Let’s continue our stampede across the alphabet, shall we?
Is the order a rabbit?? | Gochuumon wa Usagi Desu ka??
Director: Hiroyuki Hashimoto
Animation Production: White Fox, Kinema Citrus
Music: Ruka Kawada
Genres: Slice of Life, Moe
Episodes watched/aired: 6/6
Sequel to: Is the order a rabbit? | Gochuumon wa Usagi Desu ka?
This should be quick, because the obvious ‘final say’ I have for this precious little show is a gawddamn FOLLOW WEEKLY! Go watch it. Now!
Ok, actually, maybe I should provide a bit more substance than that…but I was telling the truth when I said that this show is precious and little: it’s a show about cute girls doing cute things; that’s it. No battles, no love octagons (ok…maybe ONE side plot regarding unrequited yuri…BUT STILL) and no conflict, just 20 minutes of crunching on sugar cubes every week.
As a pure example of a show that is just Slice of Life, Is the order a rabbit?? embraces its genre, providing us with a setting that oozes with atmosphere and a gentle sense of comfort. Set in a little town in the middle of Europe, the title follows Cocoa, Chino and their rag-tag band of friends, as they lounge around their workplaces (coincidently all differently styled cafes), parks and shopping malls, living their lives like there’s nothing wrong with the world. All in all; like its first season, this show offers little in plot-related substance, but instead focuses all its energy making you gush at the cute faces, and the scenery.
As a pure example of a show that is just Slice of Life, Gochuumon embraces its genre, providing us with a setting that oozes with atmosphere and a gentle sense of comfort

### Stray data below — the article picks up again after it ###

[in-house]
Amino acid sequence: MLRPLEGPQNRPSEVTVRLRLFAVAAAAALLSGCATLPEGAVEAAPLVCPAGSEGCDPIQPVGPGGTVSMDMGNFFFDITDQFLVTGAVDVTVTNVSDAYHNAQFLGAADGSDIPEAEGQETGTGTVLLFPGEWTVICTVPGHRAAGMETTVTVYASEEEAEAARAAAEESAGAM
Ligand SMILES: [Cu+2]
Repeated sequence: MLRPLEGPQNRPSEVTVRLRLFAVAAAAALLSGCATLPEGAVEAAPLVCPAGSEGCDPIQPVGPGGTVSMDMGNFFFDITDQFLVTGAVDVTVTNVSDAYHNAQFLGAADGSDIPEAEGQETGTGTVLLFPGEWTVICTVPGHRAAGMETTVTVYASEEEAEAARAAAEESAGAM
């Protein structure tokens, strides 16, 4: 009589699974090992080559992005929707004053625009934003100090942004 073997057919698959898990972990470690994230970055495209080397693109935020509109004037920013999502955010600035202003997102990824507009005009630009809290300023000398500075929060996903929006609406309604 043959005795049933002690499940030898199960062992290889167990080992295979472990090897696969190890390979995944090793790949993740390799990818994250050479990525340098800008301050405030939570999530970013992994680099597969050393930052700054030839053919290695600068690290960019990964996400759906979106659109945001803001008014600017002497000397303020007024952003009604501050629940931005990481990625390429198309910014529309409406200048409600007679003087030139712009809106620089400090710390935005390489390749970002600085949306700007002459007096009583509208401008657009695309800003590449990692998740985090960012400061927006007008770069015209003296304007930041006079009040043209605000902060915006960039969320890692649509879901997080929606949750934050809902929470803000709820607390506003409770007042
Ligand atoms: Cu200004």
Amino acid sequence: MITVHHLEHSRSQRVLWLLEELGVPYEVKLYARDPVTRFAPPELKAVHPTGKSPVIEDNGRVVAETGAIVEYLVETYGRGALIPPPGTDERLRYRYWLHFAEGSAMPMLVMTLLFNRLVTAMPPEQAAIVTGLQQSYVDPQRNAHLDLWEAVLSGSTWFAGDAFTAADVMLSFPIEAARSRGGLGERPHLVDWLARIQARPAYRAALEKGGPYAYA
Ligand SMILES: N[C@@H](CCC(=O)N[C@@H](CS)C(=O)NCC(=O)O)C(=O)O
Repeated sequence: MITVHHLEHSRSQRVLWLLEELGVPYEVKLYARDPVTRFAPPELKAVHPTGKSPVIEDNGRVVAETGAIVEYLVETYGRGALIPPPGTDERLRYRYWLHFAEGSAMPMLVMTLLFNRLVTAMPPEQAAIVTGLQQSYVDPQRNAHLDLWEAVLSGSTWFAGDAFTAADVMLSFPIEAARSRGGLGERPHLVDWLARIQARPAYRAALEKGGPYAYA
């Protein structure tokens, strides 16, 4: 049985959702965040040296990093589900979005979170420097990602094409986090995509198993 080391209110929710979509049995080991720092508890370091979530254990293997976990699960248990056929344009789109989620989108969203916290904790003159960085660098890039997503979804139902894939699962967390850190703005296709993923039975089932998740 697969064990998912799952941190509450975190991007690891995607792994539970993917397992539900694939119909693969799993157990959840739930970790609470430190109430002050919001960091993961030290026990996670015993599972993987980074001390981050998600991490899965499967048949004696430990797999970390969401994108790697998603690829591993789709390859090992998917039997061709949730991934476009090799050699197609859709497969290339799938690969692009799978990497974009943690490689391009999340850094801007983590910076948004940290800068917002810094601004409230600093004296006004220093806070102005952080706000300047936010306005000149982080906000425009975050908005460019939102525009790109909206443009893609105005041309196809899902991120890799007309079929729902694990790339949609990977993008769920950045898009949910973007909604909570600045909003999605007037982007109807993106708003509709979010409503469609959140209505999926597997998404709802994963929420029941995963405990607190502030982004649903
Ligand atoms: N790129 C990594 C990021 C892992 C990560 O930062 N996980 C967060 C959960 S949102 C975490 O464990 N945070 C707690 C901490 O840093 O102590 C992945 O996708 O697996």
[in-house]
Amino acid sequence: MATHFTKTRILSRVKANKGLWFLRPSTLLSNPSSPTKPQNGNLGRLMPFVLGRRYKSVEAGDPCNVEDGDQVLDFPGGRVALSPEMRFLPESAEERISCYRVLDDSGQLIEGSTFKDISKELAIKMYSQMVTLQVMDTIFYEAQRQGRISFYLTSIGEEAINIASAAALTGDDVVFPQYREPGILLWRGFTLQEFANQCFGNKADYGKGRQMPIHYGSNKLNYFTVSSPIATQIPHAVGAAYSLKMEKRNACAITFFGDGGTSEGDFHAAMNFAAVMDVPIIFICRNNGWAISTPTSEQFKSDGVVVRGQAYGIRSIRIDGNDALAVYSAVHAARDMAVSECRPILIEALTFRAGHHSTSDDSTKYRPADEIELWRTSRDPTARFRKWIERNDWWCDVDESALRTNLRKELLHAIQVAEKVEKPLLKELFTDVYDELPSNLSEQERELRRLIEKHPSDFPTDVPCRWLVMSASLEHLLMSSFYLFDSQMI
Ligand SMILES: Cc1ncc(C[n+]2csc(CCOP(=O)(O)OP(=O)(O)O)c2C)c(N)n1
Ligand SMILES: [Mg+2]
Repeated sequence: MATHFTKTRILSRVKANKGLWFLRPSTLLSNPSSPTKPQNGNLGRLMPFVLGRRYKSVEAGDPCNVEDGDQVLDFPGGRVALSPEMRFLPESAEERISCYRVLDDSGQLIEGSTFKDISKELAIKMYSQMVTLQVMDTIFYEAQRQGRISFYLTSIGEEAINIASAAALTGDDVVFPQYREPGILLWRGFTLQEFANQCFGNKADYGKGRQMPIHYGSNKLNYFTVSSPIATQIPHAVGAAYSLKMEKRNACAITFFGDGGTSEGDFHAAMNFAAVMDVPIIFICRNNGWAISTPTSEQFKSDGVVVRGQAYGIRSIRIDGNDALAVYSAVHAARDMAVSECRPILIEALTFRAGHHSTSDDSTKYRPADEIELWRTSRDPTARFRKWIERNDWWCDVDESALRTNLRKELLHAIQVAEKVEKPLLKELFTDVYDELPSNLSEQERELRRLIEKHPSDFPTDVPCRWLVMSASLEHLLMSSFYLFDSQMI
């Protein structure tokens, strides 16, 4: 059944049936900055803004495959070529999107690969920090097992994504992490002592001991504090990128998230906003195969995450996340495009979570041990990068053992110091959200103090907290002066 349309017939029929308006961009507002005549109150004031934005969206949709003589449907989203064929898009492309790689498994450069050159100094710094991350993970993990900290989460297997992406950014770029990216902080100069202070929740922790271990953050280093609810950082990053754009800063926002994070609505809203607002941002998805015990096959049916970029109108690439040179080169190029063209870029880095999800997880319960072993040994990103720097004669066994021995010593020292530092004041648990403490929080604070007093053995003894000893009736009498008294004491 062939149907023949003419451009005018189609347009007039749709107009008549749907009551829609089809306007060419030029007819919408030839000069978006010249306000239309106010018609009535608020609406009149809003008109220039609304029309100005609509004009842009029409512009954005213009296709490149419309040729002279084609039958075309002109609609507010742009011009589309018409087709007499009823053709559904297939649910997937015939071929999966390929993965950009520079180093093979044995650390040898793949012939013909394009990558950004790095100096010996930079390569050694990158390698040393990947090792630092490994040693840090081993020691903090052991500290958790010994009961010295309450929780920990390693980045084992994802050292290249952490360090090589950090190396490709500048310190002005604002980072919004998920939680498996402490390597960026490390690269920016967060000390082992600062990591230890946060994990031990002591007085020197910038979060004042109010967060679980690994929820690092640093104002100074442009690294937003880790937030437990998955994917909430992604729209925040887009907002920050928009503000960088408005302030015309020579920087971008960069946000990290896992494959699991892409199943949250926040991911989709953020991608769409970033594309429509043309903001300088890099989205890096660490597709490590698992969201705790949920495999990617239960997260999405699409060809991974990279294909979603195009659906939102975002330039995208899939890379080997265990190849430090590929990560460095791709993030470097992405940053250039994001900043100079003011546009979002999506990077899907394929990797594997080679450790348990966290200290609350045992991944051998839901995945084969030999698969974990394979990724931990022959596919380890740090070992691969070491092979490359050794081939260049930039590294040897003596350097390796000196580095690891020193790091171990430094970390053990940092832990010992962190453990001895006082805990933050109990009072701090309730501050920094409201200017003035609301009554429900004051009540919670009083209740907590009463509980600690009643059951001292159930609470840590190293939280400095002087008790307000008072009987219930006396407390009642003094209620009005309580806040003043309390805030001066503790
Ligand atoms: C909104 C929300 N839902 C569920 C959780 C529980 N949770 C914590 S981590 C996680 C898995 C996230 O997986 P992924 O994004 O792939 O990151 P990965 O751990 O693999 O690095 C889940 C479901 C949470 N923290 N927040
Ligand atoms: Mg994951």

Speaking of scenery…In a collaboration between two major studios heading the project, White Fox and Kinema Citrus quite evidently placed particular emphasis on generating a fitting atmosphere: background artwork, scenery elements and background objects are presented with ludicrously intricate detail and a vibrant paintjob, complete with masterful lighting ambience: café interiors such as The Rabbit House are handled beautifully with homely emulation of candle and oil lamp lighting and well textured wooden frames and detailed replications of old-fashioned coffee-brewers and cups. The outside world isn’t losing any marks, either, with every element designed to reflect a comfy village, with inspiration from France.
Also taking the hint, composer Ruka Kawada returns from the first season, and was able to continue the quality venture she had managed for the title: the background music is playful and very diverse in terms of instrumentations; featuring a wide array of regional instruments such as the accordion, ondes martenot, cimbalom and acoustic guitar, in addition to the usual chamber ensemble of strings and woodwinds, with the welcome inclusion of the harp. The result is an incredibly energetic score; inspired deeply from European dance pieces, such as the waltz and polka; with its handful of reflective and intimate moments, performed beautifully by the ensemble. Along with the criminally adorable OP and ED songs, the soundtrack albums are a definite must for standalone listens.
The background music is playful and very diverse in terms of instrumentations…inspired deeply from European dance pieces, such as the waltz and polka
Final say: FOLLOW WEEKLY
What can I say? Amongst the slew of action and thriller shows, one must need a few moments of relaxation. This show successfully offers that in spades, making Is the order a rabbit?? worthy of 20 minutes in your watchlist every week.
However, AVOID, if you absolutely refuse to acknowledge Moe as anime, and cannot comprehend the existence of shows that have no epic storylines and emotionally conflicted characters.
Director: Kotaro Tamura
Animation Production: Bones
Genres: Action, Drama, Supernatural, Spirits, Gods & Mythology, Comedy
Episodes watched/aired: 7/7
Sequel to: Noragami
There are multiple issues when it comes to talking about Noragami Aragoto in depth, and most of them stems from the issue of it being a direct sequel to the first season of Noragami: essentially, character motivations, relationships and attitudes must be kept in the dark in this publication, in order to avoid spoilers. It is because of this; and the fact that this is merely a preview guide; I shall refrain from posting spoilers, with or without spoiler tags. This also means, that this particular topic will be dealt with briefly.